The bottom line is clear: Our vital interests in Afghanistan are limited and military victory is not the key to achieving them. On the contrary, waging a lengthy counterinsurgency war in Afghanistan may well do more to aid Taliban recruiting than to dismantle the group, help spread conflict further into Pakistan, unify radical groups that might otherwise be quarreling amongst themselves, threaten the long-term health of the U.S. economy, and prevent the U.S. government from turning its full attention to other pressing problems. -- Afghanistan Study Group

Wednesday, September 21, 2016

Update for Wednesday, September 21, 2016

Sorry for not posting for a while, I will resume a more regular schedule. As I've noted before, the situation in both Afghanistan and Iraq has been fairly static, although of course the daily drumbeat of violence and humanitarian catastrophe continues in both countries.

In Iraq, information trickling out of Mosul indicates that IS fears losing control, that there are signs of popular resistance, and that preparations for the coming assault are nevertheless continuing.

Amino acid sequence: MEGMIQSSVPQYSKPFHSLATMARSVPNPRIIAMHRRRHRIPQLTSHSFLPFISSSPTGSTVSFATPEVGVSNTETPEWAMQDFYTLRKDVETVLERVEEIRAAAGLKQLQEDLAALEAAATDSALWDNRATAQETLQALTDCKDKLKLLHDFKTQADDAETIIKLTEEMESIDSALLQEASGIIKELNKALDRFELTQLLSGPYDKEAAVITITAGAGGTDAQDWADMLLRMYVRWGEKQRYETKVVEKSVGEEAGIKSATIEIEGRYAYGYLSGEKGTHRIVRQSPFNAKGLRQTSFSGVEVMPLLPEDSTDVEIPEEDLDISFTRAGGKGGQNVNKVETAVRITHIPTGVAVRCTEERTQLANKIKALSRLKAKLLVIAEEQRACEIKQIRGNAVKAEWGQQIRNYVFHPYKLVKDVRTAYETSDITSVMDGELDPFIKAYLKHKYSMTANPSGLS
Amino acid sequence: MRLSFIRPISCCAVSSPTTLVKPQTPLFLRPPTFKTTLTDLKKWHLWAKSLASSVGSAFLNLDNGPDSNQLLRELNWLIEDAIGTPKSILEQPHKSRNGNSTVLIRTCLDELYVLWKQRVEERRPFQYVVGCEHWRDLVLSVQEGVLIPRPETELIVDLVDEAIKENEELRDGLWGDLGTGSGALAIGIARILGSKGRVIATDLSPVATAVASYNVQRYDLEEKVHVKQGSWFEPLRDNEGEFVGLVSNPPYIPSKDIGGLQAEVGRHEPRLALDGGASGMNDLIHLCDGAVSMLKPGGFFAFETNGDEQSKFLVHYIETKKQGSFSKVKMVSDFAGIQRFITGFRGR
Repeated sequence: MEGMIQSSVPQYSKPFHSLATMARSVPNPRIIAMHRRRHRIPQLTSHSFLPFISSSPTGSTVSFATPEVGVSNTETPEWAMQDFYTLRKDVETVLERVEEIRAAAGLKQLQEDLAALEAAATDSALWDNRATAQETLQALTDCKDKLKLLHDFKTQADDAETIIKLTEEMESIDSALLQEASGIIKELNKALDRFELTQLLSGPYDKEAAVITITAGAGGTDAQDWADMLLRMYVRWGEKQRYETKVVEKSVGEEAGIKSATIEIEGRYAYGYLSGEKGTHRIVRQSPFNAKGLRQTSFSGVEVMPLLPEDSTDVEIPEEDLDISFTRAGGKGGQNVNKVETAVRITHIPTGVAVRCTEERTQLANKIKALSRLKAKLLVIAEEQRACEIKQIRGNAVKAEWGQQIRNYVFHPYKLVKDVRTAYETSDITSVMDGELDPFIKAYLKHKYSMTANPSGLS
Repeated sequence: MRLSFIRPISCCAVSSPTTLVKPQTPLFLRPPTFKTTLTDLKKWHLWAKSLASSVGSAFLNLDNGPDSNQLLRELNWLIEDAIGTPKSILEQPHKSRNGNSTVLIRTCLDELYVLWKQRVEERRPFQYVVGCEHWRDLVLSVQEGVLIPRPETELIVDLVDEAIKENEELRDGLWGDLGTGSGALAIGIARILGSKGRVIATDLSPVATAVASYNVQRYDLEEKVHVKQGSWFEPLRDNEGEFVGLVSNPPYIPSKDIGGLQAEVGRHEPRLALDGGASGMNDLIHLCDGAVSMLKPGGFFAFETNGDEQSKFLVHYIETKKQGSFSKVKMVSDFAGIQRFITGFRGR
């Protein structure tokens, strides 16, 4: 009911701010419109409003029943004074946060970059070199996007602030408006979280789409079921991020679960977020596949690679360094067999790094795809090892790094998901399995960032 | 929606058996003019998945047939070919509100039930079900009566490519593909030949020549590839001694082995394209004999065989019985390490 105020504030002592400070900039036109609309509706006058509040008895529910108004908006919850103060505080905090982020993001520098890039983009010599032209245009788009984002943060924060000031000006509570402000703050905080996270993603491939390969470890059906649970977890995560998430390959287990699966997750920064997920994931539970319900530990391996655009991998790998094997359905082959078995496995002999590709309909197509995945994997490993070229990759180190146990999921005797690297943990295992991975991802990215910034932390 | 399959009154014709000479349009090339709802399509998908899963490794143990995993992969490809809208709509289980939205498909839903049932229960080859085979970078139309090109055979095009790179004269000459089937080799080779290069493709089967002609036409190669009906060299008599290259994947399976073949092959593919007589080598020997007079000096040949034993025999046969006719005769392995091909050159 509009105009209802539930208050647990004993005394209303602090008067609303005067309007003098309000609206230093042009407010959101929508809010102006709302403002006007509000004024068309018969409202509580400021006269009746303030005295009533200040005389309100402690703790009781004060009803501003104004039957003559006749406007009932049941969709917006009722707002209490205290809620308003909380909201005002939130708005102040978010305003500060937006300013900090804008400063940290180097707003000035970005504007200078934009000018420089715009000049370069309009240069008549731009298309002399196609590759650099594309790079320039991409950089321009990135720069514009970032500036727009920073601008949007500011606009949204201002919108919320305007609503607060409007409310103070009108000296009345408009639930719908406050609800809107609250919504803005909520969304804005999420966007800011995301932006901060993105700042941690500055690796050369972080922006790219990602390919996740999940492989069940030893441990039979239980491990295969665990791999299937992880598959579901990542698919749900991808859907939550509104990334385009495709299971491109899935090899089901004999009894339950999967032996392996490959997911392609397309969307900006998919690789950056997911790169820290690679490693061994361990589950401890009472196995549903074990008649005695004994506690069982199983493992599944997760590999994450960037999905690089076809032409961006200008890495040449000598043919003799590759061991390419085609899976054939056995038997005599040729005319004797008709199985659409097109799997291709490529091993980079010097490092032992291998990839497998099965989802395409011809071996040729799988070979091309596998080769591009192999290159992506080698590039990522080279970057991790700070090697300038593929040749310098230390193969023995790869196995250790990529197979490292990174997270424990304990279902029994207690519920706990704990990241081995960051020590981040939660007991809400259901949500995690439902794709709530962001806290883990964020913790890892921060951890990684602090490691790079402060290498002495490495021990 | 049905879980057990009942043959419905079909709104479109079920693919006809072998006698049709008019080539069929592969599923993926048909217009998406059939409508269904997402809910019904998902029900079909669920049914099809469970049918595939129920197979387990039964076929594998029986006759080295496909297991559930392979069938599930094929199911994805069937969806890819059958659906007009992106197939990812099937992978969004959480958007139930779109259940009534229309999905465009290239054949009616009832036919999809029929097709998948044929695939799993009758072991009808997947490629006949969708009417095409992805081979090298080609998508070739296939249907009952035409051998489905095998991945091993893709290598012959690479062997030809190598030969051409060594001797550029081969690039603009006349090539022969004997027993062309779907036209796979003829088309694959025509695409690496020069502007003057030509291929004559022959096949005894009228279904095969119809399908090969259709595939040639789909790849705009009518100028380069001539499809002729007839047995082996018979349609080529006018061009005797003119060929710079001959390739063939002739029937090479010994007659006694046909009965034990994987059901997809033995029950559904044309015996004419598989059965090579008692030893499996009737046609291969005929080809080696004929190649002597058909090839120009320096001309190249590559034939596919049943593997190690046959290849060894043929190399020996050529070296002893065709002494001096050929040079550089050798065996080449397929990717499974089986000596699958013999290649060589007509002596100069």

A specific act of resistance in Mosul seems to have just occurred as gunmen burn an IS publishing house.

Iraqi forces continue to tighten the vice on Mosul, moving in on the town of Shirqat in Salah-u-Din province and capturing villages in Anbar.

Iraqi parliament removes finance minister from office alleging graft. However they presented no evidence against him and the development could complicate relations with foreign funders. Zebari is a Kurd.

In Afghanistan, a peace agreement between the government and warlord Gulbuddin Hekmatyar is expected tomorrow.

Interior minister Taj Mohammad says the security situation in Kunduz is "unsatisfactory" but that a renewed operation has been launched there against the insurgents.

Taliban attack kills a police commander and injures 3 police in Helmand.

Air strikes kill Afghan forces in Uruzgan, apparently a case of mistargeting.


0 comments: